“Beautiful Dirty Rich” sums up her time of self-discovery, living in the Lower East Side and dabbling in drugs and the party scene. “That time, and that song, was just me trying to figure things out,” says GaGa. “Once I grabbed the reigns of my artistry, I fell in love with that more than I did with the party life.” On first listen, “Paparazzi” might come off as a love song to cameras, and in all honestly, GaGa jokes “on one level it IS about wooing the paparazzi and wanting fame. But, it’s not to be taken completely seriously. It’s about everyone’s obsession with that idea. But, it’s also about wanting a guy to love you and the struggle of whether you can have success or love or both.”
GaGa shows her passion for love songs on such softer tracks as the Queen-influenced “Brown Eyes” and the sweet kiss-off break-up song “Nothing I can Say (eh eh).” “‘Brown Eyes’ is the most vulnerable song on the album,” she explains. “‘Eh Eh’ is my simple pop song about finding someone new and breaking up with the old boyfriend.”
For the new tour for this album, fans will be treated to a more polished version of what they saw (and loved) at her critically acclaimed Lollapalooza show in August 2007 and Winter Music Conference performance in March 2008. “This new show is the couture version of my handmade downtown performance of the past few years. It’s more fine-tuned, but some of my favorite elements to my past shows – the disco balls, hot pants, sequin, and stilettos – will still be there. Just more fierce and more of a conceptual show with a vision for pop performance art.”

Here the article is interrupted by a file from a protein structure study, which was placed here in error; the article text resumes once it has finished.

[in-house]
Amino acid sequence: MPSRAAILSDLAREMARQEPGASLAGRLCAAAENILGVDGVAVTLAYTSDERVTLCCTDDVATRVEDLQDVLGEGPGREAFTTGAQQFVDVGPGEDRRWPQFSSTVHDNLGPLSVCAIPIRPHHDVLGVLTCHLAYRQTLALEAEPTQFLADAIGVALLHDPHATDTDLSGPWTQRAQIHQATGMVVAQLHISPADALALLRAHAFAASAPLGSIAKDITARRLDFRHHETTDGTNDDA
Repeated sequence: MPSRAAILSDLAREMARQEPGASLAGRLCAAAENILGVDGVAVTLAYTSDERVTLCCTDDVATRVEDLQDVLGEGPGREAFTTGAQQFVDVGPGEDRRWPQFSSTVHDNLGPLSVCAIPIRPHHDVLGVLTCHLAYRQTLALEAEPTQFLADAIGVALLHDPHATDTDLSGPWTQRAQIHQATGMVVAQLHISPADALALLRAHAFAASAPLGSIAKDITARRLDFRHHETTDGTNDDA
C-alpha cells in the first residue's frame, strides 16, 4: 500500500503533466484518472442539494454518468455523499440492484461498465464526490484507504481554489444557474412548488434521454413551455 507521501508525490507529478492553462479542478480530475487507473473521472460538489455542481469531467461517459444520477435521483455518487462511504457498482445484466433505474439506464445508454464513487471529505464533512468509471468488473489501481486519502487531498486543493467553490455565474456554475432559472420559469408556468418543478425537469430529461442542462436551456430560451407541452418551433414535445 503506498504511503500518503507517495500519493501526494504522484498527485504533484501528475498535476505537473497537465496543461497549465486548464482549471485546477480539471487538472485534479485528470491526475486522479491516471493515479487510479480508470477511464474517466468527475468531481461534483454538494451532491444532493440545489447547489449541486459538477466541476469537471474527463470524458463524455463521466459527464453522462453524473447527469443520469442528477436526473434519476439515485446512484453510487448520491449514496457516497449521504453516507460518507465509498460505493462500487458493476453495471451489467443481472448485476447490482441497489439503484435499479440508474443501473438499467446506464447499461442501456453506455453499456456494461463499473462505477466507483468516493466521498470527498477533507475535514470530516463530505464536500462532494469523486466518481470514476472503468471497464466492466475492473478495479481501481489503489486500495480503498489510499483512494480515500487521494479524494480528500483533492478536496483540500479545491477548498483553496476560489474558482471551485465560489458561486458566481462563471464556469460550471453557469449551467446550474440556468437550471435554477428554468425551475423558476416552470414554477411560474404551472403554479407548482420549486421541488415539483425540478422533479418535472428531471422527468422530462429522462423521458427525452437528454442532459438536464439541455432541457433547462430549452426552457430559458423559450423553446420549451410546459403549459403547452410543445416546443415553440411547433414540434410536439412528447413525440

It’s been a while since a new pop artist has made her way in the music industry the old-fashioned/grass roots way by paying her dues with seedy club gigs and self-promotion. This is one rising pop star who hasn’t been plucked from a model casting call, born into a famous family, won a reality TV singing contest, or emerged from a teen cable TV sitcom. “I did this the way you are supposed to. I played every club in New York City and I bombed in every club and then killed it in every club and I found myself as an artist. I learned how to survive as an artist, get real, and how to fail and then figure out who I was as singer and performer. And, I worked hard.”
GaGa adds with a wink in her eye, “And, now, I’m just trying to change the world one sequin at a time.”